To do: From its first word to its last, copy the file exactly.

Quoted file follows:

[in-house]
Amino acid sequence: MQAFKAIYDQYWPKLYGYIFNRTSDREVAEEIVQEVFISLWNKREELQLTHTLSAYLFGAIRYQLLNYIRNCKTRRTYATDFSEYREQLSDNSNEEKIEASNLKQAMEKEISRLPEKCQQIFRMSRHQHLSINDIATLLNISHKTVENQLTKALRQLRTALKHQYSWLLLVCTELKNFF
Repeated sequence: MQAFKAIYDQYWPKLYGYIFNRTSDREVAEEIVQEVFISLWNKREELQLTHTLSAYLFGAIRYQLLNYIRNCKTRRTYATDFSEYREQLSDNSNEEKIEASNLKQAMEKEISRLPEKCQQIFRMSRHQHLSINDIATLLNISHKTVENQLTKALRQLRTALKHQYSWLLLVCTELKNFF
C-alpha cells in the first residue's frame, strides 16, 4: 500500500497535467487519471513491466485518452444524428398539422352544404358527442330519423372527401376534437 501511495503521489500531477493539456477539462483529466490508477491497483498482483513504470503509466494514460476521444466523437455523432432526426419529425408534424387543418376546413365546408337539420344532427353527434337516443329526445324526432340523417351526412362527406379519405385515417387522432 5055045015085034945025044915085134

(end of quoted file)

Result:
[in-house]
Amino acid sequence: MQAFKAIYDQYWPKLYGYIFNRTSDREVAEEIVQEVFISLWNKREELQLTHTLSAYLFGAIRYQLLNYIRNCKTRRTYATDFSEYREQLSDNSNEEKIEASNLKQAMEKEISRLPEKCQQIFRMSRHQHLSINDIATLLNISHKTVENQLTKALRQLRTALKHQYSWLLLVCTELKNFF
Repeated sequence: MQAFKAIYDQYWPKLYGYIFNRTSDREVAEEIVQEVFISLWNKREELQLTHTLSAYLFGAIRYQLLNYIRNCKTRRTYATDFSEYREQLSDNSNEEKIEASNLKQAMEKEISRLPEKCQQIFRMSRHQHLSINDIATLLNISHKTVENQLTKALRQLRTALKHQYSWLLLVCTELKNFF
C-alpha cells in the first residue's frame, strides 16, 4: 500500500497535467487519471513491466485518452444524428398539422352544404358527442330519423372527401376534437 501511495503521489500531477493539456477539462483529466490508477491497483498482483513504470503509466494514460476521444466523437455523432432526426419529425408534424387543418376546413365546408337539420344532427353527434337516443329526445324526432340523417351526412362527406379519405385515417387522432 5055045015085034945025044915085134